Colorado legislators defeated a bill that would have mandated additional public reporting for urban renewal authorities that allocate tax revenues.
Groups representing Colorado journalists and citizen requesters of public records are voicing concerns about a legislative proposal to resolve records disputes through mediation.
A wage-theft transparency measure that died in the Colorado legislature last year passed unanimously in the House Judiciary Committee.
An environmental and wildlife activist sued the Boulder County Commission, alleging a “persistent pattern” of improper closed-door meetings and repeated violations of the Colorado Open Records Act (CORA).
A Colorado House bill is intended to encourage records requesters and government entities to resolve disputes through mediation rather than in the court system.
For half a century, public records laws have been indispensable tools for disproving “alternative facts” and getting to the truth about government spending, activities and decision making. But in our state, the Colorado Open Records Act (CORA) is showing its age, especially regarding access to the myriad records maintained in spreadsheets and databases by state agencies, cities, counties and other taxpayer-funded entities covered by the law.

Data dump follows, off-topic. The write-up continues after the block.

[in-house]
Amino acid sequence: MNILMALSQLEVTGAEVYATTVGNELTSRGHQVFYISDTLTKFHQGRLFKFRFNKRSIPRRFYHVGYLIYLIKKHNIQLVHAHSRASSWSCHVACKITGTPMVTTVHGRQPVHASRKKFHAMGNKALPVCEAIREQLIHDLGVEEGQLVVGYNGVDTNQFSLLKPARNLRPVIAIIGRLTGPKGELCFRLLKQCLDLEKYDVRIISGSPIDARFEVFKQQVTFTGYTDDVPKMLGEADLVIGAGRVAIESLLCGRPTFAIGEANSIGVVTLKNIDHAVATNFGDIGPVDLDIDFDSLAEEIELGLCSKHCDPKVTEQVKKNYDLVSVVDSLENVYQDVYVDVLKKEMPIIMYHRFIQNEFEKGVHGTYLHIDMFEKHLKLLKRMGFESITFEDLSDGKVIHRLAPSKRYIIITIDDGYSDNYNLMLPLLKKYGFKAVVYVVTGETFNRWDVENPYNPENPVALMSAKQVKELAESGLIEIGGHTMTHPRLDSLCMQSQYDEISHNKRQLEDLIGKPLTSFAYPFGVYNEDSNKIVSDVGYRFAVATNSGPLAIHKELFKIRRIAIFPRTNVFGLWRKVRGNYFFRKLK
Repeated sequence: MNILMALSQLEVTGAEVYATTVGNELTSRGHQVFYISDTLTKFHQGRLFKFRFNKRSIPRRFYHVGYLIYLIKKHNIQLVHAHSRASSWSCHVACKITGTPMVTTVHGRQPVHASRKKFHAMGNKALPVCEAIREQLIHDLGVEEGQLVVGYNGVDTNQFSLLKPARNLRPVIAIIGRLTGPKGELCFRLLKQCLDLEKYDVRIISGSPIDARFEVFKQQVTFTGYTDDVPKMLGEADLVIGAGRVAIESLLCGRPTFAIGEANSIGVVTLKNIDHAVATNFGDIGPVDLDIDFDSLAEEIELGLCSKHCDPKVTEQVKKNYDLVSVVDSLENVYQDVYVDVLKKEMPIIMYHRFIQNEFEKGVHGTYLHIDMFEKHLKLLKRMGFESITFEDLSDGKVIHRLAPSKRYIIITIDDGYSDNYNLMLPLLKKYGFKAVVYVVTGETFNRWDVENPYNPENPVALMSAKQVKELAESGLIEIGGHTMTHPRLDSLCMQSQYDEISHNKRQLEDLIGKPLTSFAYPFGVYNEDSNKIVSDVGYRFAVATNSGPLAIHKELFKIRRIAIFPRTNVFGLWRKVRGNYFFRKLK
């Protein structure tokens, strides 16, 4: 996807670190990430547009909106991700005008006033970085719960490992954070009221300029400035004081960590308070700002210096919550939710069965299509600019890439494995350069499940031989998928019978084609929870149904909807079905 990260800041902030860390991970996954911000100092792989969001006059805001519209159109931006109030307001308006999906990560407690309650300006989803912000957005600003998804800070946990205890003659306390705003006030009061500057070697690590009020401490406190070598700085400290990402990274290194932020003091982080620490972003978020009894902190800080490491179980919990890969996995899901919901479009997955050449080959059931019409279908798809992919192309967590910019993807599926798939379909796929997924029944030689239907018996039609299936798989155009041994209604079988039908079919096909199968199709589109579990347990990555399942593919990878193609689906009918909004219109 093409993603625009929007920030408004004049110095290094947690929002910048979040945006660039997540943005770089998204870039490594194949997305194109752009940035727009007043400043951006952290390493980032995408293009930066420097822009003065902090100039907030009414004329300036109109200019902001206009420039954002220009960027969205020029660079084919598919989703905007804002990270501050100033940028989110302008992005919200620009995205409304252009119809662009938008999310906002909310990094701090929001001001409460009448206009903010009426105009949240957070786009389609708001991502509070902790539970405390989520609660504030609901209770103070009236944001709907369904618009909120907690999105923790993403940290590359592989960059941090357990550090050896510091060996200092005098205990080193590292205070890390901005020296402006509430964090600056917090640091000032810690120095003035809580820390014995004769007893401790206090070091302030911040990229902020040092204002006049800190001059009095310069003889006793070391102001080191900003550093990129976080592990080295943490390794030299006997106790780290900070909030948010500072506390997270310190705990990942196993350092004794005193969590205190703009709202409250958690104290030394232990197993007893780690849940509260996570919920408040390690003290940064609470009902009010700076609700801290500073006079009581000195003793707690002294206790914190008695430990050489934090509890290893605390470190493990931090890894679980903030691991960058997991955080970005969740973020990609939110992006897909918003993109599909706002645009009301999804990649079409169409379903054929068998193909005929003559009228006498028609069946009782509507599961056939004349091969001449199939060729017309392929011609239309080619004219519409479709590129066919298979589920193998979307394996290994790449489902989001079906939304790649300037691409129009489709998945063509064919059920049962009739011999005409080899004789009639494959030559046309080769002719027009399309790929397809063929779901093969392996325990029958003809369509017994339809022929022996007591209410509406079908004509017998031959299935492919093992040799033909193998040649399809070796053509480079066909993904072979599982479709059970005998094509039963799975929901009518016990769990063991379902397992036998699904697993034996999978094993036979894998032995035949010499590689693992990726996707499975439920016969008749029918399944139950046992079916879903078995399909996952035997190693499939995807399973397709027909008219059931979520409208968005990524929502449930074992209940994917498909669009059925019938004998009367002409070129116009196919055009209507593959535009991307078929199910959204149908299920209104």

It happened to be Groundhog Day when a House committee killed Rep. Polly Lawrence’s latest effort to make administrative records of Colorado’s judicial branch subject to the state’s open records law.
How much specificity is required under the law when a government body votes to go into executive session? In two recent court decisions, judges in Jefferson and Eagle counties offered starkly different viewpoints.
A Jefferson County charter school board violated Colorado’s Open Meetings Law by failing to sufficiently announce the topics of two closed-door meetings in 2015, a district court judge has ruled.
State lawmakers could substantially reform the Colorado Open Records Act during the 2017 legislative session.